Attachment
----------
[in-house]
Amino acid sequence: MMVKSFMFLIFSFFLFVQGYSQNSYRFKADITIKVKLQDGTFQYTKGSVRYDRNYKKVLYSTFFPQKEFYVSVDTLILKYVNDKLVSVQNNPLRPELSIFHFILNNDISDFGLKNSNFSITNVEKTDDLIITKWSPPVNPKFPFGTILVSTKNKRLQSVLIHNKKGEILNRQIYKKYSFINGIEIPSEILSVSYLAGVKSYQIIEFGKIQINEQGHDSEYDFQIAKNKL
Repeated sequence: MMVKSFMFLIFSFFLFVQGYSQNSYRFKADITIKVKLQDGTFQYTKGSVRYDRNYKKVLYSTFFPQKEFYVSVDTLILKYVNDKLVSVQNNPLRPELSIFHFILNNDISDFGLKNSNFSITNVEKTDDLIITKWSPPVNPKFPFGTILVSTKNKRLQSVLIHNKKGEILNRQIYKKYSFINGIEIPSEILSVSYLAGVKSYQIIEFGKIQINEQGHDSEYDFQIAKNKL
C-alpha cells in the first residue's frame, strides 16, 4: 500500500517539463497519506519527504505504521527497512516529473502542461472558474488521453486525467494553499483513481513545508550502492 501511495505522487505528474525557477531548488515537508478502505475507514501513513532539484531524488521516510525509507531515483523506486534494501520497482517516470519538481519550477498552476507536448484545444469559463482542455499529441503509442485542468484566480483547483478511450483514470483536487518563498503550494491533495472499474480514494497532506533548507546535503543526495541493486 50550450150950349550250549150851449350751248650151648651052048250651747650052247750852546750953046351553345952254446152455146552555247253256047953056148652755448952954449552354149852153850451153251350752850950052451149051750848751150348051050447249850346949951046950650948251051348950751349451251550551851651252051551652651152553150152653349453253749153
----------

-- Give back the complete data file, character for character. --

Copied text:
[in-house]
Amino acid sequence: MMVKSFMFLIFSFFLFVQGYSQNSYRFKADITIKVKLQDGTFQYTKGSVRYDRNYKKVLYSTFFPQKEFYVSVDTLILKYVNDKLVSVQNNPLRPELSIFHFILNNDISDFGLKNSNFSITNVEKTDDLIITKWSPPVNPKFPFGTILVSTKNKRLQSVLIHNKKGEILNRQIYKKYSFINGIEIPSEILSVSYLAGVKSYQIIEFGKIQINEQGHDSEYDFQIAKNKL
Repeated sequence: MMVKSFMFLIFSFFLFVQGYSQNSYRFKADITIKVKLQDGTFQYTKGSVRYDRNYKKVLYSTFFPQKEFYVSVDTLILKYVNDKLVSVQNNPLRPELSIFHFILNNDISDFGLKNSNFSITNVEKTDDLIITKWSPPVNPKFPFGTILVSTKNKRLQSVLIHNKKGEILNRQIYKKYSFINGIEIPSEILSVSYLAGVKSYQIIEFGKIQINEQGHDSEYDFQIAKNKL
C-alpha cells in the first residue's frame, strides 16, 4: 500500500517539463497519506519527504505504521527497512516529473502542461472558474488521453486525467494553499483513481513545508550502492 501511495505522487505528474525557477531548488515537508478502505475507514501513513532539484531524488521516510525509507531515483523506486534494501520497482517516470519538481519550477498552476507536448484545444469559463482542455499529441503509442485542468484566480483547483478511450483514470483536487518563498503550494491533495472499474480514494497532506533548507546535503543526495541493486 50550450150950349550250549150851449350751248650151648651052048250651747650052247750852546750953046351553345952254446152455146552555247253256047953056148652755448952954449552354149852153850451153251350752850950052451149051750848751150348051050447249850346949951046950650948251051348950751349451251550551851651252051551652651152553150152653349453253749153